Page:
A picture list of complex carbs (sweet potato, whole grain bread, oats) and simple carbs (soda, donuts, white bread, cereal) is shown.

The not-so-sweet truth about sugar: Healthy habits at Hart House

This week, I dropped into the Healthy Habits program that runs every Monday in the Hart House Reading Room from 12 to 1 p.m. Healthy Habits is a laid-back discussion about nutrition and tips for eating well and is led by a holistic nutritionist.

What I really liked about the event was that it was informal and thereby unintimidating. We all sat in the corner of the Reading Room on the couches and, in essence, had a chat. The topic varies week to week and you’re welcome to attend just one session or as many as you like, whenever you can. This past Monday, we talked about sugar – very timely if you ask me, given that Monday was also Halloween.

The word "sugar" is spelled out using table sugar.
Source: healthbubbles.com

Fueling my commuter student day

I lived on residence for my first three years at U of T and now that I’m living off-campus I face a real nutritional challenge. I used to pop into my residence repeatedly throughout the day, which gave me the chance to make some food and sit down to eat. Needless to say, these days that’s not exactly feasible.

It’s been a learning curve, but I’ve managed to identify some strategies for success when it comes to feeding myself as a new commuter student. I was doing a terrible job of it initially and learned my lesson the hard way when I fell ill and enjoyed a throbbing headache for three whole days. If you take anything away from this post, try to remember that while it can be challenging, time-consuming and expensive to stay on top of healthy eating sometimes – it’s worth the work. You might save an hour or two by cutting corners or cutting meals but you’ll lose much more than that when you’re feeling unwell later on.

Veggies are shown with a text overlay which reads "Those who think they have no time for healthy eating, will sooner or later have to find time for illness."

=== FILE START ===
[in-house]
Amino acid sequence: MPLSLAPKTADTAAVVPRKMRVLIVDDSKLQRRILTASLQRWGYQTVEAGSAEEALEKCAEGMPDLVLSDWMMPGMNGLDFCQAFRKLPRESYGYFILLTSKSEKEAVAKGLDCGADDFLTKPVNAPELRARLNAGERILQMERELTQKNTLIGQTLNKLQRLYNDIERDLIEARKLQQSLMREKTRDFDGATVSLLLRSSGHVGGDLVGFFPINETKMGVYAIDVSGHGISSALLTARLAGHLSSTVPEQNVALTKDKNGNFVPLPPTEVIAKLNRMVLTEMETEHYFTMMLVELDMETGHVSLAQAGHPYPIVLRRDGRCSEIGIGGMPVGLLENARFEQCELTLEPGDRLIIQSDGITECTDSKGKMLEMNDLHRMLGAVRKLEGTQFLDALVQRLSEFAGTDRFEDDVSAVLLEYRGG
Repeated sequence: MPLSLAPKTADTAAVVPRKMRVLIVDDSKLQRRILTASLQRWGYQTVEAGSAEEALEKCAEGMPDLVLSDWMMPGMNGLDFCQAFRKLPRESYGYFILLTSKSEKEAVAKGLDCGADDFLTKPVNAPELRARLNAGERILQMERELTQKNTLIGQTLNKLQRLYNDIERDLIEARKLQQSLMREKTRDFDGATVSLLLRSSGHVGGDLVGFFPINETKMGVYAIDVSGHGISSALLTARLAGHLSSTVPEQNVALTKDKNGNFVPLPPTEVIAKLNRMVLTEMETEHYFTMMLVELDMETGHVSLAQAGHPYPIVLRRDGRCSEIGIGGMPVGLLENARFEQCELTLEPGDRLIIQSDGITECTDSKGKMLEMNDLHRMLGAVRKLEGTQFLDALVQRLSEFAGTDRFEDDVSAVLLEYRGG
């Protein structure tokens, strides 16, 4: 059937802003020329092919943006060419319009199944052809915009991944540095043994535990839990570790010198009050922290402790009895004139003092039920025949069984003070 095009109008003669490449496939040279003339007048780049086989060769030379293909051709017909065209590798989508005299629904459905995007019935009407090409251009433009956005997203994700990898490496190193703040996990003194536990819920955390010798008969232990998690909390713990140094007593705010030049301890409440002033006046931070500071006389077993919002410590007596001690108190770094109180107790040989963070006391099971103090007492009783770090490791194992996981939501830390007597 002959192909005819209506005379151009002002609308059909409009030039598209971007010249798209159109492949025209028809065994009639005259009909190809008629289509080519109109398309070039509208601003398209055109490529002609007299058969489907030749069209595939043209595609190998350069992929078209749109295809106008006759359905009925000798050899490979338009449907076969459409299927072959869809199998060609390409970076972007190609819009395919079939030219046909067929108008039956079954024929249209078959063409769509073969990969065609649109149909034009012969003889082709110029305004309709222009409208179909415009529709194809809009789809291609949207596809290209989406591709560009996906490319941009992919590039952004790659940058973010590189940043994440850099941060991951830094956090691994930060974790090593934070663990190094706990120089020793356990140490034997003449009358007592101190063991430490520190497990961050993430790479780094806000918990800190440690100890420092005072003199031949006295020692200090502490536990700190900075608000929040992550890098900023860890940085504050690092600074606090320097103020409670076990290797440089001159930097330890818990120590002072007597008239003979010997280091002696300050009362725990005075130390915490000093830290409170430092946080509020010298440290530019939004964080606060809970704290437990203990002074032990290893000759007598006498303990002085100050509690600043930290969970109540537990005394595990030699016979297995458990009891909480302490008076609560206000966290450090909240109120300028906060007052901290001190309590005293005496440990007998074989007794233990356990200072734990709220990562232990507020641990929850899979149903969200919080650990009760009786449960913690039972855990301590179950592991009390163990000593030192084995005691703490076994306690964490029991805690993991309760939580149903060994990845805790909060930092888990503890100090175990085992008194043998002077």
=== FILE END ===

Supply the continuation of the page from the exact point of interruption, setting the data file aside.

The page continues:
Source: natural-healing-retreats.com

My Dates with Myself

I’m think I am an introvert, I probably always have been. I try not to shy away from it anymore because I don’t think it’s necessarily a bad thing. Also, I think a lot of people misunderstand what introversion means. It can mean “a shy person” but I like to think that the psychological definition of introversion is much more relevant: 

“a person characterized by concern primarily with his or her own thoughts and feelings

This makes a lot more sense to me; I’m not a quite person because I have nothing to say or I’m scared to say it but more so because I’m taking everyone’s inputs in and assessing my own thoughts first. I’m the kind of person who doesn’t need to have other people around in order to feel happy, energized or active. I’m perfectly content spending a weekend with myself, just going about daily life and reading a book or two (or 10). I like listening to my music and staring into space (or simply staring into space). 

View of Huron Street from Sid Smith Lounge
Chilling in the Sid Smith Lounge and “people-watching” (a fancy term for staring into space)

The Rocky Road to Healthy Eating

This summer, I was enrolled in full-time classes. I would be on campus several days a week from 10 a.m. until 5 p.m.. As a commuter, unwilling to burden myself with more heavy things to carry, I bought pasta every day for lunch. By September, I had twelve dollars left in my bank account.

It hadn’t taken me long into first-year to realize that I often had to choose between healthy eating and cheap eating. Loaded with extracurriculars, my days spanned twelve hours; I would subsist off snacks, water, or cave in and buy a sandwich or pasta. When I first discovered food trucks, I had been delighted — finally, a filling meal for under five dollars! But I soon realized that each poutine — however cheap, hearty, and delicious — made my body feel bloated and uncomfortable for hours afterwards.

Food trucks outside Sidney Smith Hall

Reconnecting at the Hart House $5 Lunch

Between classes, Orientation week, and illness, I hadn’t gotten a chance to hang out with my best friend Julie for weeks. Our lunch dates kept getting postponed, so I was pleasantly surprised when I mentioned going to the $5 Hart House lunch yesterday and her schedule lined up.

We met outside the Great Hall just after 1 p.m., and although the lunch was set to end at 2 p.m., there was still a large line-up of students and plenty of food. Both of us took the vegetarian option — Greek salad, pita, rice, and a wonderful main of baked eggplant and lentils — although the lemon-oregano chicken sounded delicious as well. The three-course meal felt so refreshing, particularly since healthy inexpensive food is so difficult to find on campus. It left me full, but not at all bloated or uncomfortable as food truck lunches usually do.

Plate of vegetarian lunch

7 Days of Summer

September brings out all sorts of feels in the student body. If you’re like me, just the anticipation of the first week of September takes out way more energy than when I’m actually living it. The only thing that can take my mind off of the anxiety/excitement is trying to enjoy my last week of freedom.

Ah, August. You’re the Sunday night of summer; I hate that you’re here but at least I can use you to do the fun, summer things I promised myself I would do this time around. Let’s take a look at how I spent my last full week of August, shall we?